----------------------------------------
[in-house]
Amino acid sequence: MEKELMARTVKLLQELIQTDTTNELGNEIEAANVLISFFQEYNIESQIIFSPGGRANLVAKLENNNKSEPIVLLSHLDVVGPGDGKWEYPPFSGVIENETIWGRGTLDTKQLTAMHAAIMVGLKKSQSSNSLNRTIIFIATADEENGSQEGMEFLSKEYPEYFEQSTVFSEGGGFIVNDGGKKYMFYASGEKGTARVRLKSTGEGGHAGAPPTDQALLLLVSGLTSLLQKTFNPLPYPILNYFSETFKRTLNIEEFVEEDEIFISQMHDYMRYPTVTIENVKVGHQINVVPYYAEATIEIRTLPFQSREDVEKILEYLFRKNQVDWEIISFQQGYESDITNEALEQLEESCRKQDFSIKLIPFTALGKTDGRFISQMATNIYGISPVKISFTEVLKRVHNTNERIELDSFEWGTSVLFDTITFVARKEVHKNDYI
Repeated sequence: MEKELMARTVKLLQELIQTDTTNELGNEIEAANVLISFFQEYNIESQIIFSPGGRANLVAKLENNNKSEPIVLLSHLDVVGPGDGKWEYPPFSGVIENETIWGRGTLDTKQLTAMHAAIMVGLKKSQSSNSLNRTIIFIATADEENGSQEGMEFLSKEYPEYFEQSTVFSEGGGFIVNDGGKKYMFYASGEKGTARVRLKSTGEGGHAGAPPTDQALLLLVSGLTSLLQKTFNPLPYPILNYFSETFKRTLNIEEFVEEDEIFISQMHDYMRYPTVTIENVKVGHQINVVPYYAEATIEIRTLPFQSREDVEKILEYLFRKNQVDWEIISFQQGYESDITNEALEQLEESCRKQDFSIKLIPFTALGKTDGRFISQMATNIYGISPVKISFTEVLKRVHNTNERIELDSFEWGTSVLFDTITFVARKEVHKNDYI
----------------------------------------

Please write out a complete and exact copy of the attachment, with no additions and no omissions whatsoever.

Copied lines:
[in-house]
Amino acid sequence: MEKELMARTVKLLQELIQTDTTNELGNEIEAANVLISFFQEYNIESQIIFSPGGRANLVAKLENNNKSEPIVLLSHLDVVGPGDGKWEYPPFSGVIENETIWGRGTLDTKQLTAMHAAIMVGLKKSQSSNSLNRTIIFIATADEENGSQEGMEFLSKEYPEYFEQSTVFSEGGGFIVNDGGKKYMFYASGEKGTARVRLKSTGEGGHAGAPPTDQALLLLVSGLTSLLQKTFNPLPYPILNYFSETFKRTLNIEEFVEEDEIFISQMHDYMRYPTVTIENVKVGHQINVVPYYAEATIEIRTLPFQSREDVEKILEYLFRKNQVDWEIISFQQGYESDITNEALEQLEESCRKQDFSIKLIPFTALGKTDGRFISQMATNIYGISPVKISFTEVLKRVHNTNERIELDSFEWGTSVLFDTITFVARKEVHKNDYI
Repeated sequence: MEKELMARTVKLLQELIQTDTTNELGNEIEAANVLISFFQEYNIESQIIFSPGGRANLVAKLENNNKSEPIVLLSHLDVVGPGDGKWEYPPFSGVIENETIWGRGTLDTKQLTAMHAAIMVGLKKSQSSNSLNRTIIFIATADEENGSQEGMEFLSKEYPEYFEQSTVFSEGGGFIVNDGGKKYMFYASGEKGTARVRLKSTGEGGHAGAPPTDQALLLLVSGLTSLLQKTFNPLPYPILNYFSETFKRTLNIEEFVEEDEIFISQMHDYMRYPTVTIENVKVGHQINVVPYYAEATIEIRTLPFQSREDVEKILEYLFRKNQVDWEIISFQQGYESDITNEALEQLEESCRKQDFSIKLIPFTALGKTDGRFISQMATNIYGISPVKISFTEVLKRVHNTNERIELDSFEWGTSVLFDTITFVARKEVHKNDYI